Ridley Scott's sci-fi masterpiece will be regarded for many more decades to come as one of the finest films of it's genre to date. The Final Cut is the definitive version of this entrancing, enthralling and intoxicating world.
This review contains spoilers.
There’s no denying the power and influence that Ridley Scott’s seminal 1982 sci-fi classic Blade Runner has had over the genre and general pop culture since its release. An adaptation of Phillip.K. Dick’s Do Androids Dream of Electric Sheep? the initial critical response to the theatrical release was surprisingly mixed. Many called it convoluted, confusing, slow-paced and visually stunning but narratively stunted. Since then, subsequent versions have attempted to clean up and flesh out the film’s story to allow audiences to better grasp its meaning and the themes that it is grappling with. However, whilst some might argue against directors tampering and changing with the final product after its release, most come into agreement that the definitive vision that Scott intended can be found in The Final Cut, 25 years after the theatrical hit screens. Although since ’82, sci-fi fans and general audiences alike have come to see it as a classic of the genre and a game-changer for films in general, Blade Runner: The Final Cut offers the true version that the director had envisioned when he sculpted this masterpiece.
For those who are unaware of the plot, it follows Rick Deckard (Harrison Ford), a bounty hunter who’s tasked with hunting down four humanlike replicants and “retire” them after they’ve gone rogue and engaged on a mad, murderous attempt to meet their maker. The beauty of Blade Runner is that despite it’s high-concept plot, it manages to incorporate several vastly ranging genres into a mixing pot of gloriously stylish filmmaking. Although The Final Cut does away with the voiceover that can be typically found in genre, the film drips with this dark, noir-ish mood. The relentless rain beating down across the neon-lit skyline, the transitions between scenes, the manner by which Deckard tracks down these rogue replicants are more reminiscent of Chinatown or The Third Man than The Terminator or Star Wars.
Admittedly, the first time I watched Blade Runner, I wasn’t convinced that the genres would complement or marry in a way which satisfied fans of either would be satisfied. But as the film wore on (along with more than a couple subsequent viewings) you come to realise how masterfully Scott, Ford and screenwriters Hampton Fancher and David Webb Peoples intertwined them into a coherent and satisfying end product. The deeper Deckard delves into the worlds of humans and replicants and the tension it unfolds when he starts to question what it means to be truly human and whether or not replicants could ever evolve into beings with the same emotional capacity that humans are, the more intoxicating and alluring we find this dark, morally ambiguous world.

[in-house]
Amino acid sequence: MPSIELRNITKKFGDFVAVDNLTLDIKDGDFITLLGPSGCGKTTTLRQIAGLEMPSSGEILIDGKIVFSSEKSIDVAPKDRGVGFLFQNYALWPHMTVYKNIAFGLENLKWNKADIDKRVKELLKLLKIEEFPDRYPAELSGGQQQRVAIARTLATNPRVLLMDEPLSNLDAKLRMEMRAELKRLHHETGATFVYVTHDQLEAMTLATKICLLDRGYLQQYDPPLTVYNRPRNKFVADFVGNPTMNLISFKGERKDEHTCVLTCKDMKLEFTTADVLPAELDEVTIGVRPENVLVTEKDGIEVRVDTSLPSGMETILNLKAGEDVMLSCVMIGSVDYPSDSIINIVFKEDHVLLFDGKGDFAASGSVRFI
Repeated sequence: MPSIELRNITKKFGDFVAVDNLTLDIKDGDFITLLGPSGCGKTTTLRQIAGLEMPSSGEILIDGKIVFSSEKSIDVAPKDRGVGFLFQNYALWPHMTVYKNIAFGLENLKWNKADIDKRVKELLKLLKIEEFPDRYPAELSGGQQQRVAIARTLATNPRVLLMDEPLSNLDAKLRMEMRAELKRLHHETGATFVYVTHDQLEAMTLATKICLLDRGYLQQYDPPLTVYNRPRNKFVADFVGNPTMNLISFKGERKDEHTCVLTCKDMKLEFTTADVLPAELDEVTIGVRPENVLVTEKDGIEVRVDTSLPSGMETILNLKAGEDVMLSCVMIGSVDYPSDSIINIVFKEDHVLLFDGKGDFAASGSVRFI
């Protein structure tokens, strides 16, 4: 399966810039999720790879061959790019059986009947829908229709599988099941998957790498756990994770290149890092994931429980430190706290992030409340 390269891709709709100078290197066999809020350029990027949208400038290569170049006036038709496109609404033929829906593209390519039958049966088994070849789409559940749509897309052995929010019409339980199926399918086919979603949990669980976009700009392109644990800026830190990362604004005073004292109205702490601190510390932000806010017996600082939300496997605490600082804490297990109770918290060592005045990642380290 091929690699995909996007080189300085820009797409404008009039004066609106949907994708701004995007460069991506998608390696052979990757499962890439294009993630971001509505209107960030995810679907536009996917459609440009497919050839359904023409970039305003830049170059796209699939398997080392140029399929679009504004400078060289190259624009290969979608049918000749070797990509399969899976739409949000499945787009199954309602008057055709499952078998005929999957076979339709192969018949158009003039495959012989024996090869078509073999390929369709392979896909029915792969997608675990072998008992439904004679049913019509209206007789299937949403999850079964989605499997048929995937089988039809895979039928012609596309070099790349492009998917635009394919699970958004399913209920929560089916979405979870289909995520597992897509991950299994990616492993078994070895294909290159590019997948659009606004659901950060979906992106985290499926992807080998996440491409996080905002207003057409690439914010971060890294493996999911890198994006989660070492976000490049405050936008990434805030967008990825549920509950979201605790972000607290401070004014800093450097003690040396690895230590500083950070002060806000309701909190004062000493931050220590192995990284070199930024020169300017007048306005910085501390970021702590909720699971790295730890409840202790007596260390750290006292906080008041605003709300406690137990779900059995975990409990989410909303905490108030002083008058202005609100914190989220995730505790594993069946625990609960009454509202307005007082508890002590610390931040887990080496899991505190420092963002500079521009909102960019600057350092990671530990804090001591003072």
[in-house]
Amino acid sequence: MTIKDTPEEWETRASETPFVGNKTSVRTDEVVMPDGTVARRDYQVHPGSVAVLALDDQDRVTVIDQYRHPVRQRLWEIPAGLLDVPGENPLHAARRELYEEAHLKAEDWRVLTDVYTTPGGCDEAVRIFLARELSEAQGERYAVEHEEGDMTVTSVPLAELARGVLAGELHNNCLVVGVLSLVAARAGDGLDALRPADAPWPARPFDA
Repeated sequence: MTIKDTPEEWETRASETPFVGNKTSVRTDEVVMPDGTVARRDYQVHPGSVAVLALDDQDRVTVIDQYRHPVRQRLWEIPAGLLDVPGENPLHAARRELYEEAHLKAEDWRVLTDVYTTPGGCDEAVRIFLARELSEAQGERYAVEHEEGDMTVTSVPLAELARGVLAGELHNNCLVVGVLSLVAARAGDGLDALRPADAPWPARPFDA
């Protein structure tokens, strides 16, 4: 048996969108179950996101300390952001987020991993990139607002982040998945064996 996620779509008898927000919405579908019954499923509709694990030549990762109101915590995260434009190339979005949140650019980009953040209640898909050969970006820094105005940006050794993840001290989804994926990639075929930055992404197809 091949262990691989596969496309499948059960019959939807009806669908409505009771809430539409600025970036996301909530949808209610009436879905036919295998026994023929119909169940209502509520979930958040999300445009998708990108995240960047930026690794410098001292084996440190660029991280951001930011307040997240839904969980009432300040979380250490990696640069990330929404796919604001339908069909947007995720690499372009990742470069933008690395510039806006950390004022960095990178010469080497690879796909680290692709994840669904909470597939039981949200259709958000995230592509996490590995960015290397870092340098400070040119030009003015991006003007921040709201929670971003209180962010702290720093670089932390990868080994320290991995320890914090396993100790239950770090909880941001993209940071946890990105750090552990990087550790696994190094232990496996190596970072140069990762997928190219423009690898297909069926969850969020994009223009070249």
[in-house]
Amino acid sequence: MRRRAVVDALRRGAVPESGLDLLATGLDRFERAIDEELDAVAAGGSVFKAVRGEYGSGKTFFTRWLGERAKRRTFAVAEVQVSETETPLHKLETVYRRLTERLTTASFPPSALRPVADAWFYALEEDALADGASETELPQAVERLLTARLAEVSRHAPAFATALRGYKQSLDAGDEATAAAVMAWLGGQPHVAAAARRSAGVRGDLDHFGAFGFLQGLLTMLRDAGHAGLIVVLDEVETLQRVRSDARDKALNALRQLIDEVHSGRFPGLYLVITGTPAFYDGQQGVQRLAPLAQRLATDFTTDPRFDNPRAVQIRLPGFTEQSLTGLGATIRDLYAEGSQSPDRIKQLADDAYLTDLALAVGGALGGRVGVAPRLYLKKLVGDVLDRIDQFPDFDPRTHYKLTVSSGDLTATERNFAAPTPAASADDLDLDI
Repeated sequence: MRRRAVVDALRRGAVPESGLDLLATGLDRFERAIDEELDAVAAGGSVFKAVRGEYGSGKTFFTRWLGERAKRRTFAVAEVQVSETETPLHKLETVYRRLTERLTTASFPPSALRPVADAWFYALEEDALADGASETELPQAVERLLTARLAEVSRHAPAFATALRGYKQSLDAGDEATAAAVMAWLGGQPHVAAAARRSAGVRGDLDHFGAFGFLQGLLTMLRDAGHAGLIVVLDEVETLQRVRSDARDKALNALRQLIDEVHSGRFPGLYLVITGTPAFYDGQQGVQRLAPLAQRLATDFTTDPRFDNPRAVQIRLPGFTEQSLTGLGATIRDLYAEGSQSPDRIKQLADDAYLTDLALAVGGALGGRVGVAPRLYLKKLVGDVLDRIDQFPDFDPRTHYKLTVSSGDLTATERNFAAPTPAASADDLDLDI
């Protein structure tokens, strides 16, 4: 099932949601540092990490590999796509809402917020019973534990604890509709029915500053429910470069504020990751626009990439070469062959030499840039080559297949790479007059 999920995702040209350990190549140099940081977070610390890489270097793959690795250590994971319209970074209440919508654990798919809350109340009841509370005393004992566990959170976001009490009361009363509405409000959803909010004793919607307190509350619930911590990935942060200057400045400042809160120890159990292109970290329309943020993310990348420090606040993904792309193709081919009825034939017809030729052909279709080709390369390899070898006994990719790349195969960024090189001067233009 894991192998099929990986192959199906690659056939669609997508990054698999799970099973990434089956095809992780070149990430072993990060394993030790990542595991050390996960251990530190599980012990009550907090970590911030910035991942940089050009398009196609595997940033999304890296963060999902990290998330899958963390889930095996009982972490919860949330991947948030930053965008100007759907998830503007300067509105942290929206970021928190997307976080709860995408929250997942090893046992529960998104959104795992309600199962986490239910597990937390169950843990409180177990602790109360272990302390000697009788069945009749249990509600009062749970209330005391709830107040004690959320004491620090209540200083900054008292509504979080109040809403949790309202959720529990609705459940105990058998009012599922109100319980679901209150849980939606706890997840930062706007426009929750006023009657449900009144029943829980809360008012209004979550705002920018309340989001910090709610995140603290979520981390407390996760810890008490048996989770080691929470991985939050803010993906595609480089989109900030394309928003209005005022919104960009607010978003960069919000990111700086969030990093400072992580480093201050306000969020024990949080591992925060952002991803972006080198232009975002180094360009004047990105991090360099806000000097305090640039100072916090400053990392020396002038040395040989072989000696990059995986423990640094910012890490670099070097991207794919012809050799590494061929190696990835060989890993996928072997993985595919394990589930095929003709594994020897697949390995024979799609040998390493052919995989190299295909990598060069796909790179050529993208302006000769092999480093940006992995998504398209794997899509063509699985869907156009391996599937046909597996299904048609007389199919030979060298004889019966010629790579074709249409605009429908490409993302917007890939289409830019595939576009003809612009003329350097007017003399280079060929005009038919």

The initial complaints with the theatrical cut were that the story lacked any depth or satisfaction due to the film attempting to wrestle with so many different philosophical themes without locking down on any and truly unpacking them. But just as many have come to realise, the film isn’t as interested in its plot of A – B – C as it is interested in delving into the psyche of its characters. Harrison Ford’s Deckard is the centrepiece of the films larger questions and through his eyes, we go on a similar journey of confusion and discovery. Whether or not Deckard is a replicant is beside the point, it’s what Deckard chooses to believe that defines his character, not whether or not we as an audience know for sure. Originally this revelation was intended to remain ambiguous but as the studio neared its initial release, it hastily re-cut the ending to include a highly ill-advised romantic subplot and a clunky expositional voice-over. Since then Scott has come out and said that he believes Deckard may very well be a replicant but Ford has always disagreed. It is this ambiguity that makes Blade Runner so inherently re-watchable, aside from being aghast at its incredibly advanced visuals for its time and the fantastic performances, the layers that the film contains have been unpacked in the decades that have followed its release and still are to this day.
From a purely technical standpoint, none can argue that Scott had created an unparalleled cinematic visual masterclass. Right from its opening minutes of dialogue-less prologue, we are immersed in this endless sea of neon colours, with pillars of bright fire bursting into the sky as Vangelis’ incredible soundtrack awash over our senses. It is a full body experience as we enter this universe’s idea of Los Angeles 2019. From then on, we are thrust into a brutal, bleak and strangely beautiful world of colourful characters, fully realised, bustling streets, torrential rain, and a shit tonne of noir-inspired moodiness. For all his faults from a narrative standpoint over his career, not a soul could ever point the same questions at Scott’s visual prowess. Throughout his career, he has composed and created some simply astounding visuals on both an intimate and grand scale. There have been many films that have since borrowed or imitated the style that he pretty much created with Blade Runner, such as Spielberg’s A.I and Minority Report as well as Alex Proyas’ embarrassingly under-appreciated Dark City, but none have come close to what Scott was able to capture.
Blade Runner: The Final Cut (1982), directed By Ridley Scott, is available now on 4K Ultra HD Blu-ray, distributed by Warner Bros. Home Video, certificate 15.